Here are a few excerpts:
- Compassion & Choices realized transformational progress in 2018-2019. We passed medical aid in dying in New Jersey, cheered a second victory in Maine and advanced legislation in dozens more states."
- "We took on the reality that current medical aid-in-dying laws are in fact too restrictive — placing too many needless hurdles in front of eligible, profoundly anguished patients."
- "We expanded efforts to address disparities in end-of-life care within communities of color, promoting the awareness and tools necessary for more of their members to seize their own empowerment."
- "At a time of profound division in our country, we are heartened that the universal idea of patients having a voice in their own care is a value everyone can agree on."
Nevertheless, people commonly refer to cardiac arrest as "death." This is wrong. Death requires more than the cessation of circulatory and respiratory functions. It requires the "irreversible" cessation of circulatory and respiratory functions.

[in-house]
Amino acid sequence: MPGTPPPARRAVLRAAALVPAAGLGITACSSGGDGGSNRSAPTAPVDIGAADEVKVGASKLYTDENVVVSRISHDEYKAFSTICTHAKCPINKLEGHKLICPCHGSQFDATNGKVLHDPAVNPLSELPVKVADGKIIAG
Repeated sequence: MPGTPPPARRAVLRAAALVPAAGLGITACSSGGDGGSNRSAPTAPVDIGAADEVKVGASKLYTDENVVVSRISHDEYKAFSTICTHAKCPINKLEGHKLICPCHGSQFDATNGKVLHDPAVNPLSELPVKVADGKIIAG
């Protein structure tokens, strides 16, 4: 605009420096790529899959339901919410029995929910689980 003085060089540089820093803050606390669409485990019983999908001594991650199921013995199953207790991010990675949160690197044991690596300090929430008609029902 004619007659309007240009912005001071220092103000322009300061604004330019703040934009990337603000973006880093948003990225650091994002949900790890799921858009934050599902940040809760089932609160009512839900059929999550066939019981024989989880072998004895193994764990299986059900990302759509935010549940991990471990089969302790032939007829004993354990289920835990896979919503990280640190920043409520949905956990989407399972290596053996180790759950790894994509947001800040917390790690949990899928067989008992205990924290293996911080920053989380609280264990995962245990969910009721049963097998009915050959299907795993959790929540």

This common error was recently colorfully illustrated by Benjamin Schreiber, an Iowa inmate. Schreiber claimed that he served his "life" sentence when he "died" during surgery. He asserts that he “died” on March 30, 2015 and as a result of such “death” he has now served the life sentence and should be released from custody.
Both the District Court and the Iowa Court of Appeals rightly denied the claim. "Schreiber is either alive, in which case he must remain in prison, or he is dead, in which case this appeal is moot."
On the other hand, Screiber was resuscitated despite his DNR order. He may have a civil claim for damages against the hospital and its clinicians.